I have released four recipe books so far:

The Best of the Sunny Raw Kitchen
The Best of Raw Freedom Community
Delightfully Raw and
Deliciously Raw

These feature some of the most delectable creations to have come out of my raw kitchen and will appeal to anyone interested in a healthier diet, regardless of their level of knowledge and experience. From easy one-step everyday fare to more elaborate and involved gourmet dishes and layered cakes, they offer something for everyone and every occasion. Incredibly tasty smoothies, creamy and comforting warm soups, sexy salads, delicious nut cheezes, satisfying entrees and scrumptious guilt-free desserts...

Healthy food never tasted so good!

To learn more about my recipe books, click here!

Sunday, May 24, 2009

Loving That Lovage

I gotta admit it; it's been a rather crappy May, with lots of rain and not much warmth. People have been saying that we're about a month behind. But now that it's gorgeous and sunny, well, this doesn't seem to have been such a bad thing after all, as everything is so green and lush! What a welcomed sight after the bleak winter months.

For many a green thumb (or not so green, like mine! lol), Spring means it's time to grab your tools and start playing in the garden. I've been yearning for one of my own ever since I got into raw in 2001, but the circumstances were never quite right: the soil wasn't very fertile, not enough sun, or the time/energy just plain wasn't there. This is the first time I'm being presented with an earnest opportunity to garden; there's lots of beds already in place, an amazing southern exposure, and our landlord Nicolo has pretty much given me the green light to plant whatever I want. Hee-hah

There's only one hitch... We don't know how long we'll be able to stay here! Ah well, that still didn't stop me from planting a few things anyways; mostly greens (lettuce, mesclun, spinach, arugula, chard and kale) and some peas. There were a bunch of lettuces already happening in one of the beds (along with tons of weeds) so Don and I uprooted the whole thing one afternoon and replanted the good stuff.

Coming along, coming along...

I also picked up a few cherry tomatoes, basil and zucchini plants at the farmer's market, which we replanted into bigger pots. I've been waiting for the temperature to warm up a little before putting them in.

See the teeny zucchini growing on this one?

In the 12 years that Nicolo's had the property, he has planted lots of fruit trees; mostly apple, but also pear and even kiwi!

There's several varieties of berries, and medicinal plants and herbs growing around: comfrey, mint, thyme, oregano, rosemary, chives, dill, 2 types of parsley, mullein, nettle, and many more which I don't know the names of. Some parsley seeds have actually traveled all the way next to the porch, so I just have to walk out the door to pick fresh parsley! (If you look closely, you can sorta see it to the left in the zucchini picture above.)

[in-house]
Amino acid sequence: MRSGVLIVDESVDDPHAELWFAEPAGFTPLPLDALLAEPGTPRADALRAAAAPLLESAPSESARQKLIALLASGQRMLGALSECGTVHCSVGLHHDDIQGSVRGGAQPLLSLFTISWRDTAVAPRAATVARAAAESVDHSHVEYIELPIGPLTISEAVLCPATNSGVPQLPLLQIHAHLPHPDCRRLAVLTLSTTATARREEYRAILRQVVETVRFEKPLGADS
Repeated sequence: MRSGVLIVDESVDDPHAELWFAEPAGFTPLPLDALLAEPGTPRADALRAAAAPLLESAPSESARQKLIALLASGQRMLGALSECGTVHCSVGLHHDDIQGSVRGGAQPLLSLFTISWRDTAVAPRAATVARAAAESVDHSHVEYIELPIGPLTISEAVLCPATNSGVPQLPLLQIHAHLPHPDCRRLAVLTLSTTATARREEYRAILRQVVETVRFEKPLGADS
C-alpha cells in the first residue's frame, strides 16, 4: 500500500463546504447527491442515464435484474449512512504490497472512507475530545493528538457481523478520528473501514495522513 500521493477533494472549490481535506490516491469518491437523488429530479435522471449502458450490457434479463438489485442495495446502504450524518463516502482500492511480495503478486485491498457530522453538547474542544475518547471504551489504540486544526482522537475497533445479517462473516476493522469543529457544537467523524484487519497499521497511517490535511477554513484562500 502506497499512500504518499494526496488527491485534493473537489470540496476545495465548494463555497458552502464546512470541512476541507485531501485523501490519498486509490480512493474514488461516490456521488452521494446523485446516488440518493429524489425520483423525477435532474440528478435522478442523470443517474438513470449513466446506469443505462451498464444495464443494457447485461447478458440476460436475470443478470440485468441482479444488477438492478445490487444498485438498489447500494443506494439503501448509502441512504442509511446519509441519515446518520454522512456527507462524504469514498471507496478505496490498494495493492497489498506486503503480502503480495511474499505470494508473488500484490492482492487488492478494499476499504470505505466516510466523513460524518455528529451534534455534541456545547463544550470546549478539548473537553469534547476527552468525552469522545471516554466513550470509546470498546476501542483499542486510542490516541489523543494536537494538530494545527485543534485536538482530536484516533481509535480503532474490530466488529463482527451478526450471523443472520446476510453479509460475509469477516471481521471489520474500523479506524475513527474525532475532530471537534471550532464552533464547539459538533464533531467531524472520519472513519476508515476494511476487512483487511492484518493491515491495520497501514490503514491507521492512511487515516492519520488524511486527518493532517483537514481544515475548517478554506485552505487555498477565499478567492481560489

And there's of course plenty of lovage!

I remember seeing it listed as one of the ingredients in herbal seasonings, but had never actually tried it on its own. It has a flavor very reminiscent of celery and the best part is that it's perennial and grows like weed! Someone who uses it a lot told me that it can be frozen in ziplock bags to be used all winter long, as with most herbs.

One of the two gigantic lovage bushes on the land.

And here's a close up so you can see what it looks like.

I haven't had a chance to experiment much with lovage yet, but have been enjoying it lately in this delicious variation of one of my all time favorite soups. Absolutely lovely! (No pun intended, of course!)

Creamy Zucchini and Lovage Soup

Serves 2

1/2 avocado
1 1/2 cups zucchini, peeled and cubed
1/2 cup cucumber (or roughly a 2" piece)
1 garlic clove
1/4 cup parsley
1 tbs packed fresh lovage
1 tsp miso
Salt to taste
2 cups water (or until desired consistency is reached)

Blend all ingredients until smooth and creamy in high-speed blender.

Serve topped with freshly ground black pepper.

Carmella's Notes:
~ Don and I don't like cold soups so we used to warm them up gently on the stove, stirring constantly until lukewarm. However, since our days at Ashinah where there was no stove, we've taken to using hot water instead. It requires a bit of getting used to (I sometimes need to add a bit of cold water as well) as you don't want to cook those precious enzymes, but once you get the hang of it, it's so much quicker!

~ Dunno if I've mentioned it before, but as a rule, we prefer to add dried seaweed to our soup bowls at the end, rather than use salt. That's what's sorta peaking through the crushed pepper in the photos.



  1. A lovely soup! I can't wait to try it -- is there a substitute for lovage?

  2. Hi Carmella,

    Been loving your soup recipes. I don't heat them up but they still taste AWESOME.

  3. Gena,
    I bet a celery stalk would do the thing!

    Thanks astrorainfall! Glad to know there's another raw soup lover out there. I think I could live on this stuff. lol ;-)

  4. Your Garden looks amazing. That soup looks great also. The bowl the soup is in, is awesome. Did you make it?

  5. Thanks HayMarket8.

    I know... I really scored on 4 of those wooden bowls at the thrift store. The gems you can find sometimes... ;-)

  6. This is really good! I made this a few nights ago with a few sparkly sprinkles of celtic sea salt :)!

    Thank you

  7. Its a very lovely and a very yummy soup. Keep up the good work.

  8. Lovage is just the best and by far my favourite herb. I use it all the time and it adds great flavour to soups, stews and gravey. Any recipe with celery i substitute with loveage and i dry it for use in the winter. Grow and use lovage and ditch the shop bought celery!!!